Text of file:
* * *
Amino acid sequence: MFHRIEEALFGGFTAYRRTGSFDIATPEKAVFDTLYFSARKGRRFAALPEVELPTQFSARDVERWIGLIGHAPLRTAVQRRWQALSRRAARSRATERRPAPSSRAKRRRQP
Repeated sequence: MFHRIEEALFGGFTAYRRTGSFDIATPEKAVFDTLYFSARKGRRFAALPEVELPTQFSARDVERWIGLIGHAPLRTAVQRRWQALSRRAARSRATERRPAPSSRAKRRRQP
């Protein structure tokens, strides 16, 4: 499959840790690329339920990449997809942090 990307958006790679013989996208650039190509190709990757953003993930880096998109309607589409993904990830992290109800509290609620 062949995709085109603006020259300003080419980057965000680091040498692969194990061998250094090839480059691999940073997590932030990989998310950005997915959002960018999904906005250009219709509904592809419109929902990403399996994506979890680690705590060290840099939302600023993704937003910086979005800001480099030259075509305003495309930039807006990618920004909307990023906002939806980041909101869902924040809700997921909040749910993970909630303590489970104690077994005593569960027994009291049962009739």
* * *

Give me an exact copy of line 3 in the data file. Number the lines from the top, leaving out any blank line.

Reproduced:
């Protein structure tokens, strides 16, 4: 499959840790690329339920990449997809942090 990307958006790679013989996208650039190509190709990757953003993930880096998109309607589409993904990830992290109800509290609620 062949995709085109603006020259300003080419980057965000680091040498692969194990061998250094090839480059691999940073997590932030990989998310950005997915959002960018999904906005250009219709509904592809419109929902990403399996994506979890680690705590060290840099939302600023993704937003910086979005800001480099030259075509305003495309930039807006990618920004909307990023906002939806980041909101869902924040809700997921909040749910993970909630303590489970104690077994005593569960027994009291049962009739």